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Wednesday, August 5, 2015

To Indian women: Forget freedom, follow rules

Anyone looking for stories of outrages committed against women in India this month doesn’t need to look far. Just after an attack on a woman in the northeast city of Guwahati, and a plea by an Islamist group in Jammu & Kashmir for female tourists to dress more conservatively, a group of village elders in Baghpat district of Uttar Pradesh has released some new rules to ensure that women stay safe. The only loss they’ll suffer is individual freedom:


- Women cannot use mobile phones in public
- Women under the age of 40 cannot go outside without a male relative to accompany them.
- Women should cover their heads in public.
- Village boys cannot play songs or music on their mobile phones in public.

The village elders, known as a khap panchayat, took the actions, they said, to prevent sexual harassment. The result, of course, is to punish women pre-emptively by restricting their liberties in the name of protecting them from men who cannot be trusted to restrain themselves.

The Uttar Pradesh government said that the panchayat has no legal authority to enforce such rules, and that people should report attempts to do so. When the police tried to step in, a crowd of people beat them up.

On the same day, a row over attending classes in hijab (headscarf) sprung up in Mangalore when some female students belonging to the Muslim community boycotted classes in Sri Ramkunjeshwara First Grade College, Ramkunja. They were protesting the management’s decision to ban the hijab as a part of their dress code.

The management argued that the institution does not permit students to dress according to their faith. The college administration said it told parents and students about the dress code when they applied, so they should know about the rules already.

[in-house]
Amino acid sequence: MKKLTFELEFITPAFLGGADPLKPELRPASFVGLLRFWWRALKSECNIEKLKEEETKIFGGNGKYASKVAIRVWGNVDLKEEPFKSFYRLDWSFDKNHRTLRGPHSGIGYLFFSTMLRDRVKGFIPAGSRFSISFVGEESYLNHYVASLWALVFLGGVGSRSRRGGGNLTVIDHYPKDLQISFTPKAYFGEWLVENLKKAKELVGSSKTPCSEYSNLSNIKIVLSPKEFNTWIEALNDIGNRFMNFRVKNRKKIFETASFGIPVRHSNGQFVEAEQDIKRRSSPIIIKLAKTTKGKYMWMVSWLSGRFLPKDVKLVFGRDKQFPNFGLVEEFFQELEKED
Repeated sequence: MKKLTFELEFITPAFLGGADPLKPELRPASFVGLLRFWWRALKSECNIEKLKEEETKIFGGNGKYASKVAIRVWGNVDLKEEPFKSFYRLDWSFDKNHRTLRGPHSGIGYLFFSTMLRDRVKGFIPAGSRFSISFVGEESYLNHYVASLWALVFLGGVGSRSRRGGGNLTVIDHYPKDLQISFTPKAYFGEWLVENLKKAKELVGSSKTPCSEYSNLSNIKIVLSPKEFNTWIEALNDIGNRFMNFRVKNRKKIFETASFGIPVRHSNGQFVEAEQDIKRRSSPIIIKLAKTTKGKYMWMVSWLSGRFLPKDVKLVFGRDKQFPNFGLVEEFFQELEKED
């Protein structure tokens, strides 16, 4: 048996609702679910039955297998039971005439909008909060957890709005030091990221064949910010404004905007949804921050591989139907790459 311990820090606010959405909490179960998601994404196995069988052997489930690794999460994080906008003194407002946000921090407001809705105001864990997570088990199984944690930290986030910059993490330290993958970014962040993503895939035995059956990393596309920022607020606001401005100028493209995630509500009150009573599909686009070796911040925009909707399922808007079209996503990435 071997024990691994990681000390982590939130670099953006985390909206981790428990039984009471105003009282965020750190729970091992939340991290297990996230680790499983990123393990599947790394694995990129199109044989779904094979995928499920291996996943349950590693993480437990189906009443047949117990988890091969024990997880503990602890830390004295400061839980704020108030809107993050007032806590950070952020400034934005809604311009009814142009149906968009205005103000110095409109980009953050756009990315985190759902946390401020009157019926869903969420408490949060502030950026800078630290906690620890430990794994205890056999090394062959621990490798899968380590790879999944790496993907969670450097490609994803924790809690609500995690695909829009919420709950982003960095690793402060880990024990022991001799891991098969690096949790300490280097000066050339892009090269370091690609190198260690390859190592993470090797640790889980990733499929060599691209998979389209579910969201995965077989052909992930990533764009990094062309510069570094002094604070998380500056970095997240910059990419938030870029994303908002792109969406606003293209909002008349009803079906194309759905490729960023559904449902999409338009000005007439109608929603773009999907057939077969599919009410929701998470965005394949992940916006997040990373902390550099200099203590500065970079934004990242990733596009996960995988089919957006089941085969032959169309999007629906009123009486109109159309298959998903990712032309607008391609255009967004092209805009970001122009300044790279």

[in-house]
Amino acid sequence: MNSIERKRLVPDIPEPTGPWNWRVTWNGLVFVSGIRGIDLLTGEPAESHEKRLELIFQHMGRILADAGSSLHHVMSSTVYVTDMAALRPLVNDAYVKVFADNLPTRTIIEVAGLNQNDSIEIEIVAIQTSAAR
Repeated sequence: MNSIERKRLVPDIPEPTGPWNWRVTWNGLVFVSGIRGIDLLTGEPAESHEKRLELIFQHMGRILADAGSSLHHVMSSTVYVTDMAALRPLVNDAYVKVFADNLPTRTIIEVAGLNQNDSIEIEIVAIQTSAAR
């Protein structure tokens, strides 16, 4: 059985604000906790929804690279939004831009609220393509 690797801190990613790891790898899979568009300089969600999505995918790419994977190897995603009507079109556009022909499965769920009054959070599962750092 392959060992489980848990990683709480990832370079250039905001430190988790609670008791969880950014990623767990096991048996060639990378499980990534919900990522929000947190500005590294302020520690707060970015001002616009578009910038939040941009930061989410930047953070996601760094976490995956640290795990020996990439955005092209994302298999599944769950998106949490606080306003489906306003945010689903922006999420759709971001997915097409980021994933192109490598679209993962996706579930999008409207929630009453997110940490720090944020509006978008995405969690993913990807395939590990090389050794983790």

Countries that have taken similar action, such as France and the Netherlands, have argued that veils and other kinds of primarily Islamic clothing are repressive for women. But wouldn’t a progressive government allow people to choose what they want to wear? In India, this seems like a priority, given the country’s promise of equal rights to citizens regardless of their religion.

People who assign themselves the protectors of other people’s morality seem to always find a way to enforce their will on women. The idea is that you must:

- restrict their movements so they don’t harm themselves
- restrict their freedom to be equal to men lest they arouse the passions that men are powerless to control

The conclusion is always the same: it’s the woman’s fault. Look at the Guwahati incident, at the claims that surfaced here and there that if the victim weren’t drinking in a bar and doing other morally suspect things, this wouldn’t have happened.

Nobody in India, or many other countries for that matter, would have said this about a man. Where does that leave a country like ours? How do you change the thinking of millions of people? The most common methods so far — legislation, shouting about it online, protests — don’t seem to have much effect. Now what, India?